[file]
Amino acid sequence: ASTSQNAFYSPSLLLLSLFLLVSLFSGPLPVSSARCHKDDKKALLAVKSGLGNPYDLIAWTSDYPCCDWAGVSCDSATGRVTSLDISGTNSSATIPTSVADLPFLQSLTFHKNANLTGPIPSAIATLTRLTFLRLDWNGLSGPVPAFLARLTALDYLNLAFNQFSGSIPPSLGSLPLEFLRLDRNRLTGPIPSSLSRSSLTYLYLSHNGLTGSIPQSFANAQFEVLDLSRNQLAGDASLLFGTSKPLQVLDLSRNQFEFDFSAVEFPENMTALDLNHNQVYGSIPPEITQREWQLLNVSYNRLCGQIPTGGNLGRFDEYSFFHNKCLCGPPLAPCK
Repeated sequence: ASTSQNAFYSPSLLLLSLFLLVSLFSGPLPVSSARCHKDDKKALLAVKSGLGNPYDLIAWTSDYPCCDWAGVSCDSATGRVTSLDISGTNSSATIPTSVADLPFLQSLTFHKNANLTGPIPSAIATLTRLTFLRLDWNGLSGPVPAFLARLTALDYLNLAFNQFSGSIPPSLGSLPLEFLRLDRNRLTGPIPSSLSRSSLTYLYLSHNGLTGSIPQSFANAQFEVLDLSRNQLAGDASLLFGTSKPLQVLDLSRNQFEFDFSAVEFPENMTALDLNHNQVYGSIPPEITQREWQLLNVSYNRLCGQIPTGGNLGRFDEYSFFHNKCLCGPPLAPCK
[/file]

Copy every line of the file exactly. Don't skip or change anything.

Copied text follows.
Amino acid sequence: ASTSQNAFYSPSLLLLSLFLLVSLFSGPLPVSSARCHKDDKKALLAVKSGLGNPYDLIAWTSDYPCCDWAGVSCDSATGRVTSLDISGTNSSATIPTSVADLPFLQSLTFHKNANLTGPIPSAIATLTRLTFLRLDWNGLSGPVPAFLARLTALDYLNLAFNQFSGSIPPSLGSLPLEFLRLDRNRLTGPIPSSLSRSSLTYLYLSHNGLTGSIPQSFANAQFEVLDLSRNQLAGDASLLFGTSKPLQVLDLSRNQFEFDFSAVEFPENMTALDLNHNQVYGSIPPEITQREWQLLNVSYNRLCGQIPTGGNLGRFDEYSFFHNKCLCGPPLAPCK
Repeated sequence: ASTSQNAFYSPSLLLLSLFLLVSLFSGPLPVSSARCHKDDKKALLAVKSGLGNPYDLIAWTSDYPCCDWAGVSCDSATGRVTSLDISGTNSSATIPTSVADLPFLQSLTFHKNANLTGPIPSAIATLTRLTFLRLDWNGLSGPVPAFLARLTALDYLNLAFNQFSGSIPPSLGSLPLEFLRLDRNRLTGPIPSSLSRSSLTYLYLSHNGLTGSIPQSFANAQFEVLDLSRNQLAGDASLLFGTSKPLQVLDLSRNQFEFDFSAVEFPENMTALDLNHNQVYGSIPPEITQREWQLLNVSYNRLCGQIPTGGNLGRFDEYSFFHNKCLCGPPLAPCK